1820 words, short story
Skyscrapers in the Sand
“I wish I were Petra, I wish I were Vegas . . . ”
Xuming croaked out Yaniv’s old hit. Her voice wouldn’t have decorated any playlists in her youth—not even as a backup singer, not even with autotune—and these days it was dry and cracking despite the best efforts of nano-res. Thankfully there was no one around to criticize her singing, and they wouldn’t hear her anyway through her suit’s headgear.
Desert stretched everywhere. A breeze dusted over the dunes, the headset transferring its whistle to Xuming’s ears. Her breath rasped as her boots sank into sand. Despite her filters showing as fully functional, next change needed in 37 days and 3 hours, Xuming’s throat felt like she’d swallowed fish bone. She coughed, the sound echoing inside her headgear. She contemplated switching to the oxygen tank—compressed, eight hours—since the loc-guide said she was almost there, but she resisted the urge.
Right foot. Left foot. Humming the second verse of “Skyscrapers in the Sand.” She longed to play the song, to let her headset blast it at her instead of hearing her own quivery voice. But no. She would not listen to that song again until she reached her destination.
Her loc-guide, tracing her steps over the buried ruins, said she’d arrived on the outskirts of Shanghai. Xuming stared at the roads and buildings mapped out on her loc-guide, then the sand at her feet. She followed the flashing orange arrow pointing in the direction of the Oriental Pearl Tower.
The sky was bleeding into red when Xuming spotted the Tower’s antenna spire rising from the sand. The wind had picked up, and the swirling sand made it hard to see beyond a few steps. Xuming walked up to the Tower and watched the orange arrow representing it and the purple arrow representing her overlap on her loc-guide.
Much of the antenna spire had broken off. Reports estimated the sand coverage to be three hundred and fifty-three meters above baseline, which meant a good one hundred and fifteen meters of spire should have been looming above her. But what remained was only around twice her height, its tip jagged, its missing pieces nowhere visible on the sand.
Xuming stood still for a moment, catching her breath. She could practically hear Javier’s voice in her ear, “Should’ve rode a skimmer.” No. This was one journey Xuming would take on her own two legs, even if it exhausted her, even if after this she could not journey again.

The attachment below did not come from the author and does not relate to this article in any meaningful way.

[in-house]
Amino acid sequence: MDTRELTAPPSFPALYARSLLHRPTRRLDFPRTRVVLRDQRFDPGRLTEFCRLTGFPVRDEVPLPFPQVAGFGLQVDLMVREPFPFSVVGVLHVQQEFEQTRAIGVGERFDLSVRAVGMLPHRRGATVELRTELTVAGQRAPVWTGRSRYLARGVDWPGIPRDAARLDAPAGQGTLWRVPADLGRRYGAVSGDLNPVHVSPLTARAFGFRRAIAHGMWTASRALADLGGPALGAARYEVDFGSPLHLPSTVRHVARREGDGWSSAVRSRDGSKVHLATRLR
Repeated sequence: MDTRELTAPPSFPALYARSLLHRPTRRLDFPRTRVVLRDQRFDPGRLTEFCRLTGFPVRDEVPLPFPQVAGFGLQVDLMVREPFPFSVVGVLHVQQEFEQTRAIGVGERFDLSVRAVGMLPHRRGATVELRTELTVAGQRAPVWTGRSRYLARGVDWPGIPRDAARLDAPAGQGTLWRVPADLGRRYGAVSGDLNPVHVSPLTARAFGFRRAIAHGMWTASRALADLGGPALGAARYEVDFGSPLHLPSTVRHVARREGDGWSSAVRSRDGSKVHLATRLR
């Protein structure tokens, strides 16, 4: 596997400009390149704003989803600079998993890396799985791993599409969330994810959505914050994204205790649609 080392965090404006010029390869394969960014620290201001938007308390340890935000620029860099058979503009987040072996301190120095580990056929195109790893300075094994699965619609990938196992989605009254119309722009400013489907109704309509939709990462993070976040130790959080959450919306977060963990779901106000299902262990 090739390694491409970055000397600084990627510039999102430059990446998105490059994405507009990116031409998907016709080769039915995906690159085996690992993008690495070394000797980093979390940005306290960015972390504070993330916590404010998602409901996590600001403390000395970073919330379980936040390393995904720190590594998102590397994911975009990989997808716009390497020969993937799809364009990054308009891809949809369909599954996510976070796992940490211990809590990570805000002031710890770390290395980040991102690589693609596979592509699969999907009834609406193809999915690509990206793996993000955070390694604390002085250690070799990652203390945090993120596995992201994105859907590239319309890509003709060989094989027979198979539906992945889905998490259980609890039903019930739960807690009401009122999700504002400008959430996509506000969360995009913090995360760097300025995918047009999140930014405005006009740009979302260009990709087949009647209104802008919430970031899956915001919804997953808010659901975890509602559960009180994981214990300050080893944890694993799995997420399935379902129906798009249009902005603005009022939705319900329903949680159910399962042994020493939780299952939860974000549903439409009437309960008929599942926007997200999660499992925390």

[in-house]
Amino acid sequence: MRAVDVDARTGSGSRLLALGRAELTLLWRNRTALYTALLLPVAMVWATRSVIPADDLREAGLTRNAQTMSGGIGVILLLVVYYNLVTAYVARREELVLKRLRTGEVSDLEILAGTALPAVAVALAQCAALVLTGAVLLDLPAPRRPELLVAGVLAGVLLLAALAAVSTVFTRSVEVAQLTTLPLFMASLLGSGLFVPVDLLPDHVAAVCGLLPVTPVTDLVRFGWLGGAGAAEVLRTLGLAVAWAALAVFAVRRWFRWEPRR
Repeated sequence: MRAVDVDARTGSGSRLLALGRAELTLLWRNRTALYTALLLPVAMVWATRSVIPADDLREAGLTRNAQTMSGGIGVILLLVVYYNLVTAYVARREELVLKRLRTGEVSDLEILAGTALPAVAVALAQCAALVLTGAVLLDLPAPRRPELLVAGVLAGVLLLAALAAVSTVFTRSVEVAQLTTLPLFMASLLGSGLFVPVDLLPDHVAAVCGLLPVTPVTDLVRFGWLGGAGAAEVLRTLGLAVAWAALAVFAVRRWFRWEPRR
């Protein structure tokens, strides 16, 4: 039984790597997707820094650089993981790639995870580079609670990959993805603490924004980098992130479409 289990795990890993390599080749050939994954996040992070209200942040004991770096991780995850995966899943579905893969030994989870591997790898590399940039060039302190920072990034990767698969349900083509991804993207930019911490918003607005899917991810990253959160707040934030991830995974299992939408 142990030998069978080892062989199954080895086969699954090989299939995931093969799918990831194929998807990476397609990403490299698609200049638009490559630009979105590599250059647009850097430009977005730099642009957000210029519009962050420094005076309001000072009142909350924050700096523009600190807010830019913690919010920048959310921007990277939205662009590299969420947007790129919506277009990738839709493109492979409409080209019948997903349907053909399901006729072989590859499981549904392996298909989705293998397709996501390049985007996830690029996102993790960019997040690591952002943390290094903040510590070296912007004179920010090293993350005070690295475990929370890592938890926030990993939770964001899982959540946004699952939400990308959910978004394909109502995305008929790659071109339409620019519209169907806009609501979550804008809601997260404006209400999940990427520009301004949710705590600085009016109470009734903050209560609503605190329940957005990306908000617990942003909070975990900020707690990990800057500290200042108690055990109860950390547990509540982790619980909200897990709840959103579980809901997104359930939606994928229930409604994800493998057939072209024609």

She dropped her pack and pulled out her collapsible shovel. It unfolded with the press of a button. Then she gripped the handle with both hands, shoved down with one foot. She filled the shovel with sand, lifted, hurled the sand away—barely two paces away, for Xuming couldn’t muster the strength. Repeat. She dug carefully around the tower, not knowing how fragile it was now, not wanting to find out.
The gloves of her suit protected her hands from blisters. Her sweat, too, was sucked away. It wasn’t like that long-ago day in the bio-dome, when their class had won the raffle to perform the planting. Xuming had marveled at the bio-dome panels that allowed in filtered sunlight, and the green, leafy trees around them she’d previously only seen in videos. “The surface used to have them everywhere,” Ms. Starr had said. And though it was largely ceremonial, though it gave her blisters, Xuming had fought off several classmates for a chance to perform the digging. The shovel had been as large as she was, and several other children laughed at her struggles.
Not Yaniv though. He hadn’t even been there. He’d run off playing hide and seek with Javier and Felix, and their families all got fined after they trampled some plant somewhere—an easy one to replenish, but every plant was precious. That was Yaniv. Always doing what he wanted, not what he should.
The red sun bled to a smoky gray, then into black. The suit kept Xuming’s body at one steady temperature; she did not feel the chill now any more than she’d felt the heat before. Sensing the physiological signs of exhaustion, her suit flashed a message across the corner of her visor. Sleep Mode?
I wish I were Petra, I wish I were Vegas.
I wish I could stand in a desert without us.
I wish I were the only one left on this land.
I wish I could live like a skyscraper in sand.
Stupid silly pop song. Dig, step, fling. How did this become a hit? Hitched breath, raised hand to brush away hair, then the realization she was all suit. Yaniv never confirmed it, but nearly everyone thought the song was about her. Or rather, him leaving her.
A round object began to reveal itself beneath her shovel. The Space Module, the highest observatory level of the Oriental Pearl Tower. Xuming peered down, activating her headlight to illuminate the area.
She dug around it carefully. She had no background in archeological extraction beyond the articles she’d accessed on the Netspace. It didn’t matter. She wasn’t digging up the city. She just needed to expose the Space Module. She just needed somewhere to bury this.
Piles of sand crowded around her, their shape and color reminding her of the conical corn bread made by her Northerner father. Xuming slid down the side of her hole, dislodging sand, for a moment wondering if she’d created her own grave. Wouldn’t that be romantic: Burying herself in the city of her mother’s birth, the city she’d never even seen, alongside the last thing she’d do for Yaniv.